Sheet rubbing on rigging - SailNet Community

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Old 02-09-2009
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Sheet rubbing on rigging

Total newbie question, but what better place to ask...? I may regret this.

Yesterday was my second time sailing...ever, and I have a question about the proper technique for adjusting my genoa/foresail. When tacking I would release the sheet on the leeward side as the boat tacked and began trimming on the opposite side so the sail would be full when the boat was in proper position. (I know there are a lot of terms I should have just used)

My question is this; as I'm tacking, releasing and trimming the sheet on the opposite side the sheet is getting hung up on the mast rigging until the wind blows it off. I trimmed the sheet until it hung up and then it would not budge without serious effort. I feel this is not correct as the friction would deteriorate the sheet very quickly. Not to mention this doens't look like it is great for the health of the rigging over time.

If I'm wrong and this is correct please let me know, otherwise, if you have any suggestions I'm all eyes and ears.

Regards,
Chris
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Old 02-09-2009
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Additional insight;

I just watched a video online about "tacking a sailboat" and this boat (similar in size to my Catalina 27) had the foresail lines on the inside of the rigging-mine is on the outside. Which is the correct way? My lines were already there when I bought the boat so I did not mess with it.

This would make sense, but is it correct?

Thanks,

Chris
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Old 02-09-2009
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There are many answers to your question, but let me give you my opinion. This is not an uncommon scenario, and you will need to try some minor modifications of your tacking technique to see what works best.

When tacking, I do not release the original sheet until the sail just starts to backwind. On my boat, this is not only a more efficient tack, but it also lets the bulk of the sail pull the knot in the clew past the shrouds, and across the foredeck, and I do not begin trimming in the new sheet until the clew passes the mast. With small bowline knots at the clew, this is usually sufficient to allow the wind to pull the sale around, instead of the new sheet.

However, sometimes the "knots" at the clew get hung up on a baby fore stay. In that case, I usually have to wait for an additional second or so to let the clew pass the baby fore stay.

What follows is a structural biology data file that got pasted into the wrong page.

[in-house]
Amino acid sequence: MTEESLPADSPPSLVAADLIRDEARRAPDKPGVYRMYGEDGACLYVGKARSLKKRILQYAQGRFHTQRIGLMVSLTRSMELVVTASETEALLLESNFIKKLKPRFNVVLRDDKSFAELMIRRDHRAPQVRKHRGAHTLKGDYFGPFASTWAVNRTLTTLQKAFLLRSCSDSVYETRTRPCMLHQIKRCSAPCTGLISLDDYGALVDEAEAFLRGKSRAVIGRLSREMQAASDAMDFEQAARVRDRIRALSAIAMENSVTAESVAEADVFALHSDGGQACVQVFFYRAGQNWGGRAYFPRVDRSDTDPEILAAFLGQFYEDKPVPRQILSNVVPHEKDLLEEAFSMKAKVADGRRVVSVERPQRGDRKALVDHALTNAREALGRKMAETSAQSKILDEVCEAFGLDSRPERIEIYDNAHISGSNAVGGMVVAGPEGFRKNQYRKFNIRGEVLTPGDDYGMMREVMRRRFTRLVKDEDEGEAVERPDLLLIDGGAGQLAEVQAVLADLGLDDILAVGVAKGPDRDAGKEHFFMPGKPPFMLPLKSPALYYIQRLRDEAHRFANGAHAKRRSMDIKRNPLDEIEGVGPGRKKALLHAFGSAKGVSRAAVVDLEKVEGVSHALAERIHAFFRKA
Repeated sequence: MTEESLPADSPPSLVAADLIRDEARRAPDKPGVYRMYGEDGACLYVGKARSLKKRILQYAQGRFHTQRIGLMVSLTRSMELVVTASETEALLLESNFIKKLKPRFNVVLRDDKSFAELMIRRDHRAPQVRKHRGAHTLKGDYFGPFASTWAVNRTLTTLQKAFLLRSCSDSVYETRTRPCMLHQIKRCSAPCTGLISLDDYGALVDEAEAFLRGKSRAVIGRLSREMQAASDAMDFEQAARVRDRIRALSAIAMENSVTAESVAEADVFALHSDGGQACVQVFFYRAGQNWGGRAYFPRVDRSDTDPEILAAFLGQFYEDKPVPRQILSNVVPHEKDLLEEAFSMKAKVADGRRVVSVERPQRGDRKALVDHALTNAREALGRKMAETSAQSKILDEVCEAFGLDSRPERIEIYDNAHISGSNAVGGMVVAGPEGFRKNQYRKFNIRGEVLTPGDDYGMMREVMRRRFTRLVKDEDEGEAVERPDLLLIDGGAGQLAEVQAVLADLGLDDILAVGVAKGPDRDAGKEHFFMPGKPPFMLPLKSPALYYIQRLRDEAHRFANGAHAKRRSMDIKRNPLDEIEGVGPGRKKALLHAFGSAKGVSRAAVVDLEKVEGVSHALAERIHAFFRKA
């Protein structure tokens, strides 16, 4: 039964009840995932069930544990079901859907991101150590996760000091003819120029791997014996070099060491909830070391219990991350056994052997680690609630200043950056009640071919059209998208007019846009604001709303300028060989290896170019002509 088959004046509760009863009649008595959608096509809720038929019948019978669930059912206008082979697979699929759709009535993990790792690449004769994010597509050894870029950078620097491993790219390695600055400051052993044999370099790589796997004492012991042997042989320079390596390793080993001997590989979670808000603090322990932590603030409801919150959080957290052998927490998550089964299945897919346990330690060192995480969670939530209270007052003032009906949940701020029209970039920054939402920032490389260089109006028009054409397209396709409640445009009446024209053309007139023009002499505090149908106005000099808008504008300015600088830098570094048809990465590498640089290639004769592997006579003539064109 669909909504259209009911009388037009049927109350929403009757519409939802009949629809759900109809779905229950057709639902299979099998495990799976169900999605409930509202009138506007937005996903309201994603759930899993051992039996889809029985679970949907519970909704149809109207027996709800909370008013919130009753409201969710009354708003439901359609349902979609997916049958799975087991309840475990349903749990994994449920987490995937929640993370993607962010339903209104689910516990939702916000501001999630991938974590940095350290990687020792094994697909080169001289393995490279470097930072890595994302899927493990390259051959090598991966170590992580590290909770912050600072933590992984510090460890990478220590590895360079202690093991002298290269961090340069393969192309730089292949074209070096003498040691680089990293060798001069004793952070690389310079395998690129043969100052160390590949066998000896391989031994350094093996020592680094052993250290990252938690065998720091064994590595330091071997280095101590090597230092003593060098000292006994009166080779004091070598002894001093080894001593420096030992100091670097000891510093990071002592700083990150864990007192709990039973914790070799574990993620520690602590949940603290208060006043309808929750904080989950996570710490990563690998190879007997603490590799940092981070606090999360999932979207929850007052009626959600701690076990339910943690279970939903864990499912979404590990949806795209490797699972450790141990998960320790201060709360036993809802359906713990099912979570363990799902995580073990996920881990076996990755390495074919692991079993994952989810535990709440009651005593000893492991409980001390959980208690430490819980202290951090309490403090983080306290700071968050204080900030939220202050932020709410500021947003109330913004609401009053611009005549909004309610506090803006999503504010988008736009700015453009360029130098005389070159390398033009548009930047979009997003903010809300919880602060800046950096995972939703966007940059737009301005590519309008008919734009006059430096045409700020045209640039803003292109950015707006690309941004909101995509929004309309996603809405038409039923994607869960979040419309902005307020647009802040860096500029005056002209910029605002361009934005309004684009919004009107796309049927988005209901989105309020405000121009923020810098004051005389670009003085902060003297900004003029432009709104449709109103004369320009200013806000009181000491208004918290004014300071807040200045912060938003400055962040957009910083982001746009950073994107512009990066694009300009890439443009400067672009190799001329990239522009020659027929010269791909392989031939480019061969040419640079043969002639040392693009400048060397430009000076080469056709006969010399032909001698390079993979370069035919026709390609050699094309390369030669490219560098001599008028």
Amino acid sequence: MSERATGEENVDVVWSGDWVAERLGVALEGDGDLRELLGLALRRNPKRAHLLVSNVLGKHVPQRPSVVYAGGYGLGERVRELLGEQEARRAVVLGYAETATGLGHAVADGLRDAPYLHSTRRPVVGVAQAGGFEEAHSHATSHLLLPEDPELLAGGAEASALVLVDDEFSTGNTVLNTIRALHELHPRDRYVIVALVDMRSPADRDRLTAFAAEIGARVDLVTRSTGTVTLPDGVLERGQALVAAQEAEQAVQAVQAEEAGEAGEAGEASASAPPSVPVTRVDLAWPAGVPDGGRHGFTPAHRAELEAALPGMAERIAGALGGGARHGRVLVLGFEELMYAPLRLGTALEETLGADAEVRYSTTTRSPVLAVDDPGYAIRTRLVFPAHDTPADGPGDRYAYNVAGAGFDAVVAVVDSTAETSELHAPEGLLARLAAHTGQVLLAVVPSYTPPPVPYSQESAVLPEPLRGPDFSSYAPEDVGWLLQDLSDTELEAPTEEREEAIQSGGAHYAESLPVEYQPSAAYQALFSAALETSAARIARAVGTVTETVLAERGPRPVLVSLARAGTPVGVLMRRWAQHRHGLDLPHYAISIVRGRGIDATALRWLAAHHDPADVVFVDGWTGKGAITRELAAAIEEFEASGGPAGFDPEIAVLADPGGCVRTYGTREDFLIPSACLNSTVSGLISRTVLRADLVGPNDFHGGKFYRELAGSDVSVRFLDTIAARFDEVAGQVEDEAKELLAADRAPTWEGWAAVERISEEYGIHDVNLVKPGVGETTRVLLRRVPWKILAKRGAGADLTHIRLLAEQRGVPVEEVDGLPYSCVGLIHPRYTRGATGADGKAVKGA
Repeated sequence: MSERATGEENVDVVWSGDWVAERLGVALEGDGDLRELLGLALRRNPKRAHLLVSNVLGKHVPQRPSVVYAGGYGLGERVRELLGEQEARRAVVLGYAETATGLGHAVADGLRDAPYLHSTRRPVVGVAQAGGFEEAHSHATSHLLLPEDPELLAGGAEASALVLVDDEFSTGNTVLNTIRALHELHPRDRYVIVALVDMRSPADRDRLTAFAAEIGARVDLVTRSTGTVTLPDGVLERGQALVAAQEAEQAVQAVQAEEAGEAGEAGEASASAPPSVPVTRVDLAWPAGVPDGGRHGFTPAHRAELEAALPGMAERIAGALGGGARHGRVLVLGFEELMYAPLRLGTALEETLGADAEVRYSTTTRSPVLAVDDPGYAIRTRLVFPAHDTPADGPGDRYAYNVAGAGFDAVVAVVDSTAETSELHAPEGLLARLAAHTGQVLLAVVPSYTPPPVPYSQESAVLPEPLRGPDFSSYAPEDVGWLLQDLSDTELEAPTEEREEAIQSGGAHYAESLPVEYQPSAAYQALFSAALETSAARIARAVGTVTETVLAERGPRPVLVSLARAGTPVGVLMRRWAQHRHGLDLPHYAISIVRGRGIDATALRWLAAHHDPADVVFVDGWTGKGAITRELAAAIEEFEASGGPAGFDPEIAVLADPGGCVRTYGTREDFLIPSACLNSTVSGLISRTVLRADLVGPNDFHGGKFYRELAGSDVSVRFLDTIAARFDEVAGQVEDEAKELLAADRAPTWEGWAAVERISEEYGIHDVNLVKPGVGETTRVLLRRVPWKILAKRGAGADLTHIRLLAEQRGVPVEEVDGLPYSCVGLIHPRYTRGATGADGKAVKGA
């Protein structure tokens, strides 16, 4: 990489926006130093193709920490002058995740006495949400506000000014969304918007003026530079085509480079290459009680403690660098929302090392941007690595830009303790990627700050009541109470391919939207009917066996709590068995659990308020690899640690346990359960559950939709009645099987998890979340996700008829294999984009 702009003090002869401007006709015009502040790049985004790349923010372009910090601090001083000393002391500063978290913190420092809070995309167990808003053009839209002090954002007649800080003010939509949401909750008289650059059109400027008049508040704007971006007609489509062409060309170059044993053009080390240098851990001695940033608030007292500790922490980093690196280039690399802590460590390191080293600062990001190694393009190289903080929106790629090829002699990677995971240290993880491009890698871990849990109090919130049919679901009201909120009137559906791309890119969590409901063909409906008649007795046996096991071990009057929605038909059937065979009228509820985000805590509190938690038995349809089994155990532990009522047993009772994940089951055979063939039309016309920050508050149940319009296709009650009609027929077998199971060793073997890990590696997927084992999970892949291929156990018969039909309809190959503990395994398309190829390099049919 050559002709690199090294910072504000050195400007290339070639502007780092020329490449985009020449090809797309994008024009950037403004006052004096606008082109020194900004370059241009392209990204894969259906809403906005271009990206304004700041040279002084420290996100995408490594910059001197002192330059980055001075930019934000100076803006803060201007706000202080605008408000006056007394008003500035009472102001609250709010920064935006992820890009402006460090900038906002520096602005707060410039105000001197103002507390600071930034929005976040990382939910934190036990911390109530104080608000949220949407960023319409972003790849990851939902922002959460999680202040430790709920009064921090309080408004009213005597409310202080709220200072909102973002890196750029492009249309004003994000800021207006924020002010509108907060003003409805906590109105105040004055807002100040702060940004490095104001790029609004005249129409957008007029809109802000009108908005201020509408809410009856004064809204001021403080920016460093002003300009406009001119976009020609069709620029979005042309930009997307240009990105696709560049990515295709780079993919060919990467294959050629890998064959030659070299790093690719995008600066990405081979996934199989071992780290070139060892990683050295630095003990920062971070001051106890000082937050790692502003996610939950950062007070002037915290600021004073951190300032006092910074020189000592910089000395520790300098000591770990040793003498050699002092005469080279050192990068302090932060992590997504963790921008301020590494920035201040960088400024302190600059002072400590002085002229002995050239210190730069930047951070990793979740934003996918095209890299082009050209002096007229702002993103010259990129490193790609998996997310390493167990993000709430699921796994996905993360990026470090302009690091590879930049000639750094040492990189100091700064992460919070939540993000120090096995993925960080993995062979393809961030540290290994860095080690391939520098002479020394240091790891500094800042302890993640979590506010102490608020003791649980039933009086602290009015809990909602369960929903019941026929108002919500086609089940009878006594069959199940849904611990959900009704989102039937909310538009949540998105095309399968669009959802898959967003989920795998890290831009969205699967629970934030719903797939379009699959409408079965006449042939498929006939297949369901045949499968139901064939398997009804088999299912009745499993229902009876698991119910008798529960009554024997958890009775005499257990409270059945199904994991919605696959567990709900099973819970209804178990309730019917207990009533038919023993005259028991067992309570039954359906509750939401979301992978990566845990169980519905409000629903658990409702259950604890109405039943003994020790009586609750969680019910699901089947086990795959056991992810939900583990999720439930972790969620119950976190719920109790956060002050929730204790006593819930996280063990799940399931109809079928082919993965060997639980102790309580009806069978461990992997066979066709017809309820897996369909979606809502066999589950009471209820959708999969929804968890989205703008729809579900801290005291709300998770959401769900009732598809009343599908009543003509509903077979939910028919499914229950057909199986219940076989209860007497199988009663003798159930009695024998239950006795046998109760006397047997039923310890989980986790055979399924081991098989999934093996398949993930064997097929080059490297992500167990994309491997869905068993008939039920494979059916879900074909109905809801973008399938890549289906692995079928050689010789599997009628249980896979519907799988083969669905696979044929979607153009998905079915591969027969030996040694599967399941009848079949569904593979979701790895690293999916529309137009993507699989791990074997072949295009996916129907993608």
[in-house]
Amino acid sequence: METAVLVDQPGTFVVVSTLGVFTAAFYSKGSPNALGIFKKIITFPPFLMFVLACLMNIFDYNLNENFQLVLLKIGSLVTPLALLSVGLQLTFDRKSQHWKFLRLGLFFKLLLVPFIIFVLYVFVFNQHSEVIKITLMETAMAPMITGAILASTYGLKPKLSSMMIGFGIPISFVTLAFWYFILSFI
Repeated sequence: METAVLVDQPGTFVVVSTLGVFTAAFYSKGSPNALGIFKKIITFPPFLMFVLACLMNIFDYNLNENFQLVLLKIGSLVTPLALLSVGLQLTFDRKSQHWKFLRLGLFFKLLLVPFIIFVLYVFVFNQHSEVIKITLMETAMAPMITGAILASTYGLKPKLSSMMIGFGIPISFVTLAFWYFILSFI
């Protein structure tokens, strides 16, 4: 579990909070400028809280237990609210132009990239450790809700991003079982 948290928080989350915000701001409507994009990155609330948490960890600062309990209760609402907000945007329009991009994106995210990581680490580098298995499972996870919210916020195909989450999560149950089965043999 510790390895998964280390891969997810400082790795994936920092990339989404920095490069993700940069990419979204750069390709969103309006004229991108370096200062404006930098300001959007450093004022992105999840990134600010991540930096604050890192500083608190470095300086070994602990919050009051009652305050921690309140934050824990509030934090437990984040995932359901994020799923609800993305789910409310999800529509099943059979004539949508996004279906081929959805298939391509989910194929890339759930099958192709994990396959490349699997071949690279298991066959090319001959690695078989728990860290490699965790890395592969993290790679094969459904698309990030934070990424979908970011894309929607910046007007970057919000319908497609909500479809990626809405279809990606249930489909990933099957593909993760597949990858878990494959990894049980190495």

It also depends on the size of headsail, and location of your shrouds, since I have been on some boats where a little early tension on the new sheet will actually help the clew past the standing rigging., particularly with a large headsail (150% or more).

I suggest experimenting on the best time to haul in the new sheet, but try to allow the headsail to backwind just a little before releasing old sheet.

Also, try different knot sizes and types. You didn't say what type of boat, but some on this site prefer a hitch in a continuous line at the clew instead of the common way (my preference) of two bowlines (one for each side). Similarly, sometimes a rather long/loose bowline may pass the shrouds better than the small, short loop I try to tie.

Don't worry about the sheets damaging the standing rigging. Unless your rigging is already defective, the sheets are unlikely to "wear" on the stainless steel rigging significantly.

Hope this gives you some options to try. Have fun experimenting to see what works best on your boat.
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Old 02-09-2009
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When tacking my boat, I usually don't release the jib sheet until the main starts to swing. That way, it backwinds a little, meaning the wind fills it from the other side and then when I release it, it pops over very quickly and that usually keeps the sheet from hanging up on the shrouds.
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Old 02-09-2009
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Quote:
Originally Posted by padean View Post
I do not begin trimming in the new sheet until the clew passes the mast.
My opinion, this is the key right here.
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